Articles by Ken Hom

Ken Hom OBE is an American-born Chinese chef, author and television-show presenter for the BBC. In 2009 he was appointed honorary Officer of the Order of the British Empire for "services to culinary arts". You can find him online at

Bean thread noodles, cellophane noodles, transparent noodles, mung bean threads

These noodles are not made from a grain flour but from ground mung beans, which are also the source of the more familiar bean sprouts.

Bird’s nest

A truly exotic food, bird's nest is one of the most sought-after delicacies of China. Historically, it was most popular in southern China, though served in other parts of China also.

Bean sauce (yellow bean sauce, brown bean sauce, bean paste, soybean condiment)

Seasonings made from germinated soybeans are one of the oldest forms of food flavouring in China. Before 200 B.C., the ancient Chinese used a form of salted and fermented soybeans, as well as another type of thin, salty sauce.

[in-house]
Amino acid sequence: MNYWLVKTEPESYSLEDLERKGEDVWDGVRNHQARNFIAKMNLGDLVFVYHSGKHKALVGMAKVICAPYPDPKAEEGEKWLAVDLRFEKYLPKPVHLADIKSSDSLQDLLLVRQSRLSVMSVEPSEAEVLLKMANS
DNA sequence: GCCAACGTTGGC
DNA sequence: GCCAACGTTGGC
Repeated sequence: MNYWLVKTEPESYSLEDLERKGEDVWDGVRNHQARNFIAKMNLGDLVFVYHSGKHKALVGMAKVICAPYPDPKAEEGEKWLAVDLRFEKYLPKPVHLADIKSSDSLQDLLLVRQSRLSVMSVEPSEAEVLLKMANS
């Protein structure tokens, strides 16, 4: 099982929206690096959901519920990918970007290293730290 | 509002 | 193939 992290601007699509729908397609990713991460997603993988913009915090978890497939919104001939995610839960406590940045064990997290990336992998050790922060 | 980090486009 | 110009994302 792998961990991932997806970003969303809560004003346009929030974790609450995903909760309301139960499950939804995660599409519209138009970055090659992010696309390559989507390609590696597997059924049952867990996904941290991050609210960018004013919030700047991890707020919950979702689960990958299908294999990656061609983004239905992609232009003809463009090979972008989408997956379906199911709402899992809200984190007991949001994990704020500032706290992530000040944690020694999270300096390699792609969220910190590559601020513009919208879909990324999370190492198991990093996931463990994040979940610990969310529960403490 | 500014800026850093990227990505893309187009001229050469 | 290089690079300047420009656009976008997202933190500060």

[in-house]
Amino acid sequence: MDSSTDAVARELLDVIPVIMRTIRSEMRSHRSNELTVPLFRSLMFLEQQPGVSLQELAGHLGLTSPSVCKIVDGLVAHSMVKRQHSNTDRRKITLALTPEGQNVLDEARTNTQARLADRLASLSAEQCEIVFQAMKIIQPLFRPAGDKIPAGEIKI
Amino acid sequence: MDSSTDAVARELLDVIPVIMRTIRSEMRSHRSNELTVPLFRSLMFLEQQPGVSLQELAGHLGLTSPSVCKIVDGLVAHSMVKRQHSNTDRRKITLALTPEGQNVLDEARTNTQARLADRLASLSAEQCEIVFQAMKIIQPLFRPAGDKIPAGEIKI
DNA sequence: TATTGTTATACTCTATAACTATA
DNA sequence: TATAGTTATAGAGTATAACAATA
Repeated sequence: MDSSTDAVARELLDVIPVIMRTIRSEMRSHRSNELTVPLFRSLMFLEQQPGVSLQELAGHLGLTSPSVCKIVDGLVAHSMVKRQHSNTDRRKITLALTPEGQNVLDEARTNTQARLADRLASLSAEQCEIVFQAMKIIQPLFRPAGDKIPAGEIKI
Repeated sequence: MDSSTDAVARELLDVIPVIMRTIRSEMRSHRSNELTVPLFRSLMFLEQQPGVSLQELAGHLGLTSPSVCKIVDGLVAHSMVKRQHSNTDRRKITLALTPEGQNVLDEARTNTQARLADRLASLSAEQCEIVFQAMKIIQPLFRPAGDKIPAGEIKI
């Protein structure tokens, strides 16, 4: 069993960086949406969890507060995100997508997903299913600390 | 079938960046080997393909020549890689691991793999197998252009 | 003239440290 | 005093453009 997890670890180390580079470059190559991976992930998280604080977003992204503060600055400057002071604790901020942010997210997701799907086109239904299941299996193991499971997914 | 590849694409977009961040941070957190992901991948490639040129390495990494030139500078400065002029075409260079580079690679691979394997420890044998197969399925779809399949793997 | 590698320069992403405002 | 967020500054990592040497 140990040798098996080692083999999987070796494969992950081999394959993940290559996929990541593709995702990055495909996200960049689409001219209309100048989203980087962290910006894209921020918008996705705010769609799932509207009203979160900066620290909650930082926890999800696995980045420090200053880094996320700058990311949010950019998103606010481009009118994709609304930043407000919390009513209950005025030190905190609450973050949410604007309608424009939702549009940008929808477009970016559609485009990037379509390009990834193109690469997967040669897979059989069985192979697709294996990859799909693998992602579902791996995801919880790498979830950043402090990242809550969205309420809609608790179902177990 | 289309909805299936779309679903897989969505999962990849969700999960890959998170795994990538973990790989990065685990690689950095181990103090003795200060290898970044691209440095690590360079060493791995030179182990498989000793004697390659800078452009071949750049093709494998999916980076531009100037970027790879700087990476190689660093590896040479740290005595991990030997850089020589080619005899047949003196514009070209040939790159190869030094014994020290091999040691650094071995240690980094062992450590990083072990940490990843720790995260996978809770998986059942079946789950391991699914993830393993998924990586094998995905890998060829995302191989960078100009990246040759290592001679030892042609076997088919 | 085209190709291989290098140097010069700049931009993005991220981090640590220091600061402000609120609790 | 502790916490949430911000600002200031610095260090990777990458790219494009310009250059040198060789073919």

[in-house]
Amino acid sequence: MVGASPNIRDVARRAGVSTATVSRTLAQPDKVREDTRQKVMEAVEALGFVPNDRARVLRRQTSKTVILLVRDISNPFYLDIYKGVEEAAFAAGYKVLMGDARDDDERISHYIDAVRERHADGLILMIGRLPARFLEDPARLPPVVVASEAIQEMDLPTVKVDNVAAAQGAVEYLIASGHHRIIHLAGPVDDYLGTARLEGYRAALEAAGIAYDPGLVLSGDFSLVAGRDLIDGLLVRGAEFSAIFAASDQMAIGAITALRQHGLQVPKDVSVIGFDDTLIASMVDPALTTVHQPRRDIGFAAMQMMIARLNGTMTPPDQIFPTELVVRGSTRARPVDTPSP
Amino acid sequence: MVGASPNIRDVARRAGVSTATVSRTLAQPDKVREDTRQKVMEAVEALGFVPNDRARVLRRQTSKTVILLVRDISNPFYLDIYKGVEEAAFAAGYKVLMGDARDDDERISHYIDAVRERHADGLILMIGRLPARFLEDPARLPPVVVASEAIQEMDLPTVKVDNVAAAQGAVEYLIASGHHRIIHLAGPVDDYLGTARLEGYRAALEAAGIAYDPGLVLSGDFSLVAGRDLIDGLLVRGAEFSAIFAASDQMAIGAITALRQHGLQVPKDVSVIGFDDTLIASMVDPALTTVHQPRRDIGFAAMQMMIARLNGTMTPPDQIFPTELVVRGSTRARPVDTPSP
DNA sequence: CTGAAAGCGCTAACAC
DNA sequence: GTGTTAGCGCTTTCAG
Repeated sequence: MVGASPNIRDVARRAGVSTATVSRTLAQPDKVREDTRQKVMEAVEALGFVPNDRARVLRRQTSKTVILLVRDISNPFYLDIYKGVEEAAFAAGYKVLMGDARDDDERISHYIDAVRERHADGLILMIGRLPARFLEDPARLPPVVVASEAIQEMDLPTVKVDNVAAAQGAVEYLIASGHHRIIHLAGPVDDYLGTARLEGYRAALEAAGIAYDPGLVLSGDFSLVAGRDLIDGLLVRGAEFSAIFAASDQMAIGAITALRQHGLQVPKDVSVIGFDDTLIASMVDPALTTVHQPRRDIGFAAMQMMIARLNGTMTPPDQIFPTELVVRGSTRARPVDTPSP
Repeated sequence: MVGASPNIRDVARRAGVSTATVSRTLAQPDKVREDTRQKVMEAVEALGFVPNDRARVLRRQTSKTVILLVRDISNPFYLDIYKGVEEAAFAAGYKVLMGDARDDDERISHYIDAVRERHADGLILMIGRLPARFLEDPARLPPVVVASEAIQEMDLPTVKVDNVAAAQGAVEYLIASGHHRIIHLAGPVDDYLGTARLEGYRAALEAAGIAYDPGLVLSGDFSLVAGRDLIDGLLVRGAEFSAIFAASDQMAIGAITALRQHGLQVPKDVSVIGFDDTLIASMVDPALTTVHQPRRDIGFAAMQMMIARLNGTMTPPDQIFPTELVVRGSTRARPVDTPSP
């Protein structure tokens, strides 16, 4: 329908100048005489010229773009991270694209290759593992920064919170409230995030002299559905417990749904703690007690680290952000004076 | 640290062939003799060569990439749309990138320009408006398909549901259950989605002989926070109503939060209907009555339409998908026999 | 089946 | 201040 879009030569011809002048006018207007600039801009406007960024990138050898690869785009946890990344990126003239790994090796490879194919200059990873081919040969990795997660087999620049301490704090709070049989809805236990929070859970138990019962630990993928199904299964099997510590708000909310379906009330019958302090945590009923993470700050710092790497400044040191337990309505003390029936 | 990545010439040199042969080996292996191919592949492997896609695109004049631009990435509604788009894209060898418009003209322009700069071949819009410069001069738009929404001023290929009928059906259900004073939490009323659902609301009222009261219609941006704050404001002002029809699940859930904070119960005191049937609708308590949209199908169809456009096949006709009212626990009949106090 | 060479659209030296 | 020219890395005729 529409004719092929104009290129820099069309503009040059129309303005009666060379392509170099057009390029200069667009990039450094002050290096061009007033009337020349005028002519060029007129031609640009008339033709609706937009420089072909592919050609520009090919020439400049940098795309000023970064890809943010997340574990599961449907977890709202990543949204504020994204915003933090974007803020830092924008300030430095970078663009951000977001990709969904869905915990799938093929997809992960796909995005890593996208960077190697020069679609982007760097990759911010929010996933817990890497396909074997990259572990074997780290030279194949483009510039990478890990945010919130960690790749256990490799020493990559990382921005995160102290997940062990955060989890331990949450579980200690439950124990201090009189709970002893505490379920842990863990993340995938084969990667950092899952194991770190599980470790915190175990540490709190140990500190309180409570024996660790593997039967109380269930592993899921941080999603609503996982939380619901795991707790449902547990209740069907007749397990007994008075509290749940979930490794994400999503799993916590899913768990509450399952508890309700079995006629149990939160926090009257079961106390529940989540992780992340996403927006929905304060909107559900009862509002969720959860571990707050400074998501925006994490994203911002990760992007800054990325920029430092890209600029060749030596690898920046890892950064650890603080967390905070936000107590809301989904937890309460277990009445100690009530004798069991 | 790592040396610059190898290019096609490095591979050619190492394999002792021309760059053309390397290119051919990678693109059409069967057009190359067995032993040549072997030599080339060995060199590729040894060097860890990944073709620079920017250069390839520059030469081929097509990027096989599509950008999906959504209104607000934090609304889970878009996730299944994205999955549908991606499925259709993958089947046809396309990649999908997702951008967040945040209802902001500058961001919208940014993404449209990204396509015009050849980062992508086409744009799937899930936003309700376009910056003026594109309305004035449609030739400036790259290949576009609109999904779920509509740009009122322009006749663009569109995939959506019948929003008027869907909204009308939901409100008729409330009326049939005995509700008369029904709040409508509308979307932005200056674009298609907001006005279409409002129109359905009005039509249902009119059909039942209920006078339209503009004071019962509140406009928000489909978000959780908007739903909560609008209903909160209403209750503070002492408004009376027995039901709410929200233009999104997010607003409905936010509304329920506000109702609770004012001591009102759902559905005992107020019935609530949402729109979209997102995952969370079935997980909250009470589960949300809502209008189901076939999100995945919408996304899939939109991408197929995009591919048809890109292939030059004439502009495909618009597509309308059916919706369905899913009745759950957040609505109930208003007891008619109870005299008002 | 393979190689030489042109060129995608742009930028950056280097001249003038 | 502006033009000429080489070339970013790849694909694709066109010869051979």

Bean curd (leguminosae glycine max)

Bean curd, which is also known by its Chinese name, doufu, or by its Japanese name, tofu, has played an important part in Chinese cookery since it was discovered during the Han Dynasty (206 B.C. - A.D. 220).

Bamboo shoots (dendrocalamus; phyllostachys)

Bamboo shoots are the young edible shoots of certain kinds of bamboo (part of the grass family). There are as many different types of bamboo shoots as there are kinds of bamboo - that is, over 100 - and at least 10 of the 100 or so are marketed.

Aubergine/Eggplant (solanum melongena)

A popular and inexpensive food found throughout China, the white-skinned variety was the first that English-speaking people encountered, hence the name eggplant.

Equipment guide

The true tastes and flavours of China can be achieved through the appropriate cooking techniques, and proper technique requires proper equipment. While not absolutely essential for cooking Chinese food, there are a few items which will make it very much easier.

Hunan-style lamb

Lamb is not a standard item on southern Chinese menus. It is much more common in northern and central China. The prejudice against lamb may be discerned in a southern proverb: ‘There are seventy-two ways of cooking lamb; most of them result in something quite unpalatable’. But this is unfair to lamb. As this